The designer brought in Alan McMahon of Mac Design Studio as her partner. “Having worked together at Woods Bagot studio in Sydney, we understood how our skills complement each other,” she says. Despite border closures and lockdowns, which limited opportunities for Boronkay to be on site, the pair ploughed on via video calls and post. “I sent paint samples to Linda in London,” says McMahon. “And I posted back fabric samples,” says Boronkay.

img1445_osbornhouse_monocle_s19_534final.jpg

Throughout the property the work of artists Jai Vasicek and Vicki Lee adorns the walls. “We were so lucky to have a client who let us commission artists and design furniture and lighting,” says Boronkay. With 15 guest rooms and seven cabins, the hotel offers a unique interior behind every door. “I want guests to feel that each room is different,” she says. “Some are masculine, others feminine. Colour, art and lighting are important tools in achieving that.”

The combination of masculine and feminine extends to the public areas, including George’s Bar and dining room Dinah’s, named after the founding couple. Executive chef Segundo Farrell’s menus draw on produce from nearby farms and techniques that he learned while working alongside his mentor Francis Mallmann. “The landscape is perfect for us to use fire and Francis’s techniques,” he says. “We couldn’t do what we do here in a city.”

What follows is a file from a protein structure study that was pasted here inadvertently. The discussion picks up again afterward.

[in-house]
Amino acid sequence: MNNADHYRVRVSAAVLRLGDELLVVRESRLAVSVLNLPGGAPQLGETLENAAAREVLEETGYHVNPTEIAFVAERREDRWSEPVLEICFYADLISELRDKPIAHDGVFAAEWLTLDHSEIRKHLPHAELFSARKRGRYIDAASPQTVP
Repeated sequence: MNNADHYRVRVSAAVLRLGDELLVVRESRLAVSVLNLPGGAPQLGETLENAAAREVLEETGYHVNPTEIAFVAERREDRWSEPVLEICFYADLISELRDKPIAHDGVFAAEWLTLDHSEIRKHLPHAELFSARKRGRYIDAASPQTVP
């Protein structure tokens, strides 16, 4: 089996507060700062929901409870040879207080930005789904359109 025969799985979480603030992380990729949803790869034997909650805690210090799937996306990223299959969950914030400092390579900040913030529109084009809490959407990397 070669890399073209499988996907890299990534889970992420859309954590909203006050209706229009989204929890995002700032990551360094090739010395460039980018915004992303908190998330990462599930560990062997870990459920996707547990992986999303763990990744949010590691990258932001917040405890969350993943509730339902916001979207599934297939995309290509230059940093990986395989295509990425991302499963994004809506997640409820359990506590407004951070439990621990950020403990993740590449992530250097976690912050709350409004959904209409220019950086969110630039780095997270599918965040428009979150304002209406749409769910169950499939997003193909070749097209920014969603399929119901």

osbornhouse.com.au


inventory:Travel

Unknown pleasures

Global

Three unexpected delights, from smart hospitality to retail.

1.
The Londoner
London

v2the-londoner-the-residence-day_credit-andrew-beasley-1-.jpg
v2the-londoner-trafalgar-suite_credit-andrew-beasley-11-.jpg

The word “resort” might evoke faraway destinations but for the team behind The Londoner, the Edwardian Hotel Group’s 250-key, 16-storey new-build at the heart of the UK capital, city resorts are the next frontier. Designed by New York-based Yabu Pushelberg, it is home to an art gallery, champagne bar and five restaurants, from Whitcombs for French Mediterranean fare to a tavern named after artist Joshua Reynolds. “The hotel embraces the heritage of the area,” says director Charles Oak.
thelondoner.com


2.
Dining in style
Seoul